(approx) 1 Hour
Light to Moderate mechanical skill required.
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Ryan: This Rough Country PRO Series, 9,500 pound Winch with Steel Cable is for anyone who has a 1987 all the way through the most current model year Wrangler that are looking for a no-frills winch that is just gonna be there to get the job done. This is a two out of three wrenches for the installation because of course with a winch it's an electric component, you do have to do a little bit of wiring, but even if you aren't all that comfortable with automotive wiring, this is still going to be pretty easy for you and we're gonna show you how to do it in just a second.So when you're shopping for a winch, there are a couple of big decisions to make and the first is going to be the pulling capacity of the winch. This is a 9,500-pound winch. They go all the way up to 12,000 pounds and even more but 9,000 to 12,000 is usually what you see for a Jeep. And the general rule of thumb is that you want your winch to be able to pull one and a half times the loaded trail weight of your vehicle, so if you have a big heavy armored up four-door JK, you get buried up to the axles in mud every weekend, then you're probably going to want a winch that pulls a little bit more. If you have a lightweight TJ, maybe you get high centered every once in a while and just need a little bit of a yank, a lighter winch like this one will be just fine for you.The other big decision you're going to need to make is what kind of wire or line you want on your winch. This, of course, is a steel cable on here and that's the most traditional style of line for a winch. It's going to be fairly abrasion resistant, doesn't require a lot of maintenance and overall is just going to be a workhorse. Now the downside to a steel cable, if there is any, is that while it stretches under load, it also stores that energy and if the line breaks under load, it'll fling through the air. It can cause damage or worse, it can cause injury. And that's where we step up and do a synthetic line. So it has a lot of the same characteristics of steel. However, it doesn't store energy when it's under a load, so if it breaks, it just falls harmlessly to the ground. That's the big benefits with synthetic line. Now the drawback to a synthetic line is that it is more expensive, less abrasion resistant, and does require to be changed out a little bit more often, just generally a little bit more upkeep and a little bit more maintenance. So definitely pros and cons to each type. Again, what we have here is a steel cable that's traditional, it's just gonna be your workhorse.Along with the winch itself, the steel cable already installed on it, you're going to get the other parts and pieces that you need to run this winch on your Jeep. So you have your clevis here. And this little loop is there so that you don't have to put your fingers through the clevis. It's just a little bit safer, easier to let go of just in case the winch does get into a situation that you don't want it. You don't want your fingers too close. And that's what that red little loop is there for. Over here you have your remote. This is going to be a wired remote. Very simple, just an in and an out button. Again, no frills here, pretty bare bones, pretty straightforward. Over here is your fairlead. This is going to be a roller fairlead and that's the style you want for a steel cable. If this had synthetic line, you'd be looking at a [inaudible 00:02:53] fairlead.So I've said it a couple times now. This is just going to be a pretty basic winch. And really what I mean by that is there are no additional outlets on this for running 12 volt lights or other accessories. There's no wireless remote. It's not going to be a waterproof solenoid box. It doesn't have an air compressor built into it. It doesn't have all of those other things that while they can be nice if you want them in are going to use them, they also drive the price up considerably. So because this doesn't have a lot of those frills, it's able to keep the cost down a little bit and this winch comes in at right around that $300 mark. And there are quite a few inches of this design, of this style on the market that are gonna be right around that price tag. So I think it's going to be a pretty fair deal for you. Like I said before, this is gonna be pretty easy to install onto your Jeep. Again, two outta three wrenches. Let's show you how to do it.Man: Tools required for this installation: 1/4 drive, also a 3/8-inch drive, various extensions, a universal swivel socket, 10-millimeter 14, 16 and 19-millimeter sockets, 18-millimeter wrench, a pair of diagonal or side cutters, a pair of needle nose pliers is very helpful. A sharp razor knife, gloves while working with the winch wire and an impact is optional. All right, so the first step in any winch install is to get our fairlead onto our winch-capable bumper. I have the largest of the hardware in this Rough Country winch kit. This is a 19-millimeter head and 18-millimeter nut on the backside. So I'm just going to start my hardware and then get in there with some tools and tighten it up. All right. As you can see, this is a double roller setup so it's gonna be tough to get a socket in there. So I'm going to go into the backside, get my socket onto that nut and grab a wrench and just tighten it up.All right, so there are a few things we need to do before installing our Rough Country winch onto our winch-capable bumper. You'll see that we have our ground wire right here so what am I going to do is flip our winch over and expose this 13-millimeter nut right here. Now I'm going to loosen this up then I'm going to slide on this end of my ground terminal to this ground on the motor itself. And I'm going to position it in a way so it's facing the rear of the winch. Make sure that's nice and tight. Flip it back over. Make sure our wires are running together just like that. And then after we're done with adding our ground wire to our winch, we're gonna take our nuts and insert them into the feet of our winch and then follow them up with a piece of tape just to make sure that they don't go anywhere when we maneuver this winch onto our bumper. So I'm just gonna take some time right now and add all four of the nuts to the four feet on the bottom of our winch and then we'll get this installed.All right, now we're bringing the winch in and we are lowering it slowly over to our bolt holes, making sure it all lines up and we're just gonna put our wires off to the side here and wire that up last. Next, we're going to get our 4 16-millimeter bolts through the bottom of our winch plate into those feet where we put the tape and the captured nuts. All right, so we are underneath the Jeep right now and we are attaching the 16-millimeter hardware to the captured nuts that we just put that tape on. Now take your time in doing this. It depends on what bumper you are installing this winch on. This one is a little tight so it is going to take us just a little bit of time, but if you are patient you can just start a couple threads and then finish it off with an impact or a regular ratcheting wrench, just make sure that they are very nice and tight because that is what is securing your winch to that plate. So on my impact, I have a 6-inch extension with a universal swivel and my short 16-millimeter socket. We're just going to buzz these on and make sure they are nice and tight.All right, so what we're gonna do next is get our winch cable and eye through our fairlead. Now you can see there are two zip ties here and I added this piece of wire right here. It's just a piece of wire I found laying around the shop and what I'm going to do is wrap up my needle nose pliers in this wire and that's gonna act as a handle to help pull that eye through. And you will notice I'm wearing gloves. Anytime you're really messing around with winch cables or winches in general, I highly recommend you wear a pair of gloves. Now I'm gonna cut these zip ties and at the same time, I'm going to disengage the winch drive. So we just rotate it 180 degrees. That's going to unlock our drum. I'm going to push my eye though, I'm gonna lock it up at the same time because I don't want it to spool all the way out. As you can see that pair of needle nose pliers helped me pull that eye through. Now I'm going to add my hook. So for the hook you just going to put a pin through and then set your cotter pin through that pin there. Make sure you bend the tabs up. You just want to bend one of these so it's not going to pop out. Now I'm just going to put this onto our hook and then we're going to wire up the which.All right, so the next step is wiring up the winch. Now you'll see we are on the passenger side right next to our turn signal, there is a nice clear path right behind that turn signal. So I'm gonna feed the wire up just behind our radiator support. We're going to run the power and the ground through this pathway. Get it close to my positive terminal for my battery just like that and then I'm gonna get my ground cable now.All right, now we're gonna wire up our winch. I have a 10-millimeter socket on my 1/4-inch drive. We are going to connect our positive side first. And you can see there are some accessory terminals on our battery right here so we are going to utilize one on our positive and then we are going to also utilize the one on our negative side. All right, now let's go test out our winch.All right, so let's go ahead and test this winch. I have the controller in my hand and the control box right here, so there is a little tab or a slot and it can only go in one way and you have an in and out. So I'm going to suck it in a little bit and see if I can't get this wire rope a little tighter on that drum. All right, there it is right there. You can see that there's tension on that and it won't go anywhere and it won't make noise going down the road. So we can unplug our controller and make sure you put that cap back on because you don't want anything going into those terminals are. All right, that's going to wrap up my install of this Rough Country PRO Series 9,500 winch. And for all things Jeep, keep it here at extremeterrain.com.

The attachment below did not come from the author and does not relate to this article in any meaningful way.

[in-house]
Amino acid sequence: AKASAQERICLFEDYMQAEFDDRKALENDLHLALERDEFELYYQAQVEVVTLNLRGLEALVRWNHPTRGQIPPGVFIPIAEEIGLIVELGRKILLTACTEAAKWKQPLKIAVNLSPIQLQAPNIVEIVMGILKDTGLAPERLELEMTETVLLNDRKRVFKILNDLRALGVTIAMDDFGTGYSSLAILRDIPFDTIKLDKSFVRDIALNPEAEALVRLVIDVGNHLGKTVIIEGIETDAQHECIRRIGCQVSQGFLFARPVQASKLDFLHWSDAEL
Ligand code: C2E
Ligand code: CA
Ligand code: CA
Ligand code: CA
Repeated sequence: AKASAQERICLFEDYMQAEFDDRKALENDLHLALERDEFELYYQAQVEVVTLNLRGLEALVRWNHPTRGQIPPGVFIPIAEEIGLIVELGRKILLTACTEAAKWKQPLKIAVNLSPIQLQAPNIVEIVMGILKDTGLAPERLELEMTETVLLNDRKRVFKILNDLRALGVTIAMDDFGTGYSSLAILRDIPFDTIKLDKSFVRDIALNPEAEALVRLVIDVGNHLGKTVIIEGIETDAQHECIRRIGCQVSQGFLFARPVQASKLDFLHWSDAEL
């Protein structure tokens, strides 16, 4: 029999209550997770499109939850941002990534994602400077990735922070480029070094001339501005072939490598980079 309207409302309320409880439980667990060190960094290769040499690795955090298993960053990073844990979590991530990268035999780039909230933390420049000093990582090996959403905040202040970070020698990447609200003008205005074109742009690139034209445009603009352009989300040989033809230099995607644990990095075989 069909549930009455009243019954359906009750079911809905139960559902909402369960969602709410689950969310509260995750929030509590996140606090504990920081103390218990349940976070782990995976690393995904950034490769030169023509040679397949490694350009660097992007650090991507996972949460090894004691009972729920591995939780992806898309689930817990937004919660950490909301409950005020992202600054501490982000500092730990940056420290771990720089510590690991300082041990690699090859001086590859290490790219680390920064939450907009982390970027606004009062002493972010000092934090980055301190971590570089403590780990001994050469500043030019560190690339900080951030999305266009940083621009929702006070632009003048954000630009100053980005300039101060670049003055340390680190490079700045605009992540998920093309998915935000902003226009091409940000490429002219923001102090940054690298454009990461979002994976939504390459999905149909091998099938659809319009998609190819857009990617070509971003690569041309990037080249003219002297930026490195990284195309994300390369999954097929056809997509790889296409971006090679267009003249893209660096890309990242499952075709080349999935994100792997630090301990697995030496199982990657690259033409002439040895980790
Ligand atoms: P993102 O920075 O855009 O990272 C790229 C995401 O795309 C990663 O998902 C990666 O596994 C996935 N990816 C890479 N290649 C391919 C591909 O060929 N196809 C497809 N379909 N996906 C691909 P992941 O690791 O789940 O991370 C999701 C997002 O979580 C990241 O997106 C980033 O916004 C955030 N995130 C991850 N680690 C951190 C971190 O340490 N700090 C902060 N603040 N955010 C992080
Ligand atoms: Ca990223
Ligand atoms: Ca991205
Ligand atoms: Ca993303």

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Features, Description, Reviews, Q&A, Specs & Installation
Maximum Strength. Designed for hardcore off-road drives, Rough Country's PRO Series 9,500-pound Winch with Steel Cable will keep your adventures and missions running smoothly, despite the difficult terrain, mud, dirt, dust, water, or sand. With the strength to haul up to 9,500 pounds, this winch has the functionality you need to overcome the toughest off-road obstacles without a problem. In fact, providing high-quality, easy recoveries, this winch will give you the confidence necessary to take on the trail ahead without a problem.
Steel Cable. The PRO Series 9,500-pound winch with steel cable is designed with an automatic in-the-drum braking action, 4 bolt pattern, sliding ring gear clutch, and IP67 waterproof and dustproof ratings for optimal functionality and long-term durability in challenging conditions. With 21.30 inch x 6.30 inch x 8.60 inch dimensions, a replaceable Clevis hook, and an effective 4-way roller fairlead, this winch is up for any task. It also comes with a 3-stage planetary gear train and a 265:1 gear reduction ratio for ideal torque in a compact housing, powerful .3125-inch x 100 foot steel cable for optimal strength, and a Series Wound 5.50 hp motor for efficiency at high speeds and reduced chances of overheating.
Installation. Using your moderate mechanical skills, you'll be able to easily secure this winch. The straightforward, bolt-on installation takes about 1 hour from start to finish.
Warranty. This winch is backed by a 1-year electrical warranty and a 2-year mechanical warranty against defects. Some limitations apply, so check out the full warranties for more information.
Application. Rough Country's PRO Series 9,500-pound Winch with Steel Cable is a universal fit.
Rough Country PRO9500
CA Residents: WARNING: Cancer and Reproductive Harm - www.P65Warnings.ca.gov
(approx) 1 Hour
Light to Moderate mechanical skill required.